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Local Government Precinct Committees and Ecologically Sustainable Development (ESD) Based Urban Planning – Written by Dr. Ray Rauscher

5 Apr

First published under the School of Environment and Life Sciences, Faulty of Science and Information Technology, The University of Newcastle,  Ourimbah Campus, NSW, Australia, 13th June 2010

(Only to be copied or circulated with the permission of the author.)

To Contact: Dr. Rauscher at: (ray.r@idl.net.au)

Abstract

This paper outlines the author’s research to date on incorporating ecologically sustainable development (ESD) based urban planning within the aims of Local Government Precinct Committees. The paper explores the history of Precinct Committees, particularly the role of place management as a foundation for precinct committees. The structure and operation of Precinct Committees within the Greater Metropolitan Region (GMR) of Sydney/Central Coast/Lower Hunter/Illawarra in the State of New South Wales (NSW) is examined. Planning tools such as NSW New Planning System and Agenda 21 (UN 1993) are examined for their relevance to ESD based planning at the precinct level. The Lakes Precinct (Wyong Shire) is taken as a case study of a precinct in an urbanising area within a growth centre region (Central Coast).

Introduction

Local Government Authorities (LGAs) and State governments are faced with prospects of adopting governance procedures to incorporate Ecologically Sustainable Development (ESD) within their urban planning. There is thus an opportunity for community precinct committees (PCs) to play a role in this ESD challenge.

This paper looks at PCs within the Greater Metropolitan Region of Sydney/Central Coast/Lower Hunter/Illawarra. Wyong Shire is chosen as a case study area because of its population growth and Wyong Council’s trialling PCs from 1995 onwards. The paper examines:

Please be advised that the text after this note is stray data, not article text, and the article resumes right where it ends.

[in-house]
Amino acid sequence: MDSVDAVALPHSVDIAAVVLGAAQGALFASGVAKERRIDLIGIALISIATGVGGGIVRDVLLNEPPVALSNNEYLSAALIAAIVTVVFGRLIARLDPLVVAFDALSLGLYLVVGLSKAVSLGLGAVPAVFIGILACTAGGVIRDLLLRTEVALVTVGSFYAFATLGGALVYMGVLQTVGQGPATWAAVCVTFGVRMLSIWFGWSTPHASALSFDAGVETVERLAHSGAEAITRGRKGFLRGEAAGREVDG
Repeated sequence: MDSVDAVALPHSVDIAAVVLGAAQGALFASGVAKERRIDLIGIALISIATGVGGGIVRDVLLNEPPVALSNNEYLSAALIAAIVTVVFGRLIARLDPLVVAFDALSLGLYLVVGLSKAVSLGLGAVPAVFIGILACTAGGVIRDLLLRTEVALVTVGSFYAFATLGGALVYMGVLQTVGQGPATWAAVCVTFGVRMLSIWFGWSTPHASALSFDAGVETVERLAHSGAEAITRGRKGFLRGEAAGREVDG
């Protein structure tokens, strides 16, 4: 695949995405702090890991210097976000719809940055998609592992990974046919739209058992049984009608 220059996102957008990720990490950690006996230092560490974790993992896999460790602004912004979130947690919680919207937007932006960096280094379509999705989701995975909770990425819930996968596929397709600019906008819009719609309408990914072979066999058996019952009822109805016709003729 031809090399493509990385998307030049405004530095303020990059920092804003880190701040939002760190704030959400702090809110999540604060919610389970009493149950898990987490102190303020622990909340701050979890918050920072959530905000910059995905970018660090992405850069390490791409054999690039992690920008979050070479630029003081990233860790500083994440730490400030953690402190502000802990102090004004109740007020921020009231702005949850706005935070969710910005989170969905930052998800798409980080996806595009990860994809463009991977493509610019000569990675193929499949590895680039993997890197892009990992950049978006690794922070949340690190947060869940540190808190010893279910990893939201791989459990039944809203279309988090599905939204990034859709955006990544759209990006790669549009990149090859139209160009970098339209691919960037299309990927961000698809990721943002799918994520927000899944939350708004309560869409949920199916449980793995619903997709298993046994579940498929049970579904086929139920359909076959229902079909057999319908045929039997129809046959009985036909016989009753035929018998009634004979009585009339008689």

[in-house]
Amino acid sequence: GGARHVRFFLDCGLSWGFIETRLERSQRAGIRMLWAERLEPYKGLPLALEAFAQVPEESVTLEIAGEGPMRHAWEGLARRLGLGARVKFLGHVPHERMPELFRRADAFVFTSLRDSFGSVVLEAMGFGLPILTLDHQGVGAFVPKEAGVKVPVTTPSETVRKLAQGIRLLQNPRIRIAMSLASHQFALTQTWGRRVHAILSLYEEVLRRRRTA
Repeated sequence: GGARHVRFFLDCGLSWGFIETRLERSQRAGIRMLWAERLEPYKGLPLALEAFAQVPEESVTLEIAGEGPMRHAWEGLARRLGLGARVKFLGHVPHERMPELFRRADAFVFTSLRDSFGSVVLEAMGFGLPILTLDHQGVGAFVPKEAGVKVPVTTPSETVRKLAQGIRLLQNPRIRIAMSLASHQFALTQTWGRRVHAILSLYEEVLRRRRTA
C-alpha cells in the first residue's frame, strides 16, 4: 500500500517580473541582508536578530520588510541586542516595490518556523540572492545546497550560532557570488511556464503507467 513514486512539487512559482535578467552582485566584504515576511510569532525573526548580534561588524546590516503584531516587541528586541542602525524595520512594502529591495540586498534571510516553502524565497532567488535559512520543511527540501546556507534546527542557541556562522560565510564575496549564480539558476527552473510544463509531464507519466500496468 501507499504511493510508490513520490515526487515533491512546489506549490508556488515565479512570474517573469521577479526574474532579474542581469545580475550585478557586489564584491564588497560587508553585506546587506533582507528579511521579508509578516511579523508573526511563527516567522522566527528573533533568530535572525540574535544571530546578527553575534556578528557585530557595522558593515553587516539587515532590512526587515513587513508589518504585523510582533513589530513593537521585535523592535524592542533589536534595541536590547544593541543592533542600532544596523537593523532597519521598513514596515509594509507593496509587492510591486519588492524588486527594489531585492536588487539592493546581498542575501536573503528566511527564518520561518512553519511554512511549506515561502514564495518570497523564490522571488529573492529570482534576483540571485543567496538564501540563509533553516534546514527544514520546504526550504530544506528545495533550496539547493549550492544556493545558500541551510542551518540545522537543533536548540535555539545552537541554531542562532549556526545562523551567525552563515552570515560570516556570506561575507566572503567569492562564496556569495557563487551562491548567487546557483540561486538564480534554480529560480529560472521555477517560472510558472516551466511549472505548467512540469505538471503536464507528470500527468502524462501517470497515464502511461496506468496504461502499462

• Theory of Place Management
  • Precinct Committees and ESD Based Urban Planning
  • Lakes Precinct Committee Case Study

Theory of Place Management 

PCs have developed from a discipline of place management. Place management is a community development process that places reliance on the community to solve local problems and promote healthy communities. A number of New South Wales (NSW) LGAs and the State government have applied place management to resolve social, economic and environmental questions. Place management as a community development and planning tool has been gaining in application over the last twenty years in Australia and overseas. David Crofts stresses the importance of understanding the operational parameters of place management (Crofts 1998)1. Finally, the publication Unequal in Life, (Jesuits 1999)2 highlights the need for increased place management programs. The report highlighted the needs for place management in disadvantaged parts of Australian inner and outer city areas.

There are a range of place management applications across the Greater Metropolitan Region and Regional NSW. The major categories of place management and examples in practice can be summarised under the headings: Community Renewal; Community Intervention; New Release Area Community Development Programs; Main Street and Town Centre Renewal; Public Housing Estate Renewal; and, LGA Strategic Plans. Each of these is now examined in more detail.

The NSW Community Renewal program has been operating in a number of LGAs under the Premiers Department since 1995. The State government launched a 3 year ($7m. budget) community renewal program in Redfern/Waterloo in 2002 (called the Redfern/Waterloo Partnership) (RWP). The RWP program (continues in 2006) provides programs in social welfare and community development. The physical planning program of RWP was transferred to and expanded under the Redfern/Waterloo Authority in 2004. The Authority program includes: master planning of areas such as Redfern CBD; the redevelopment of the Redfern Aboriginal Housing Corporation’s land in Eveleigh/Caroline Streets; and, strategic planning of Redfern/Eveleigh/Darlington (RED).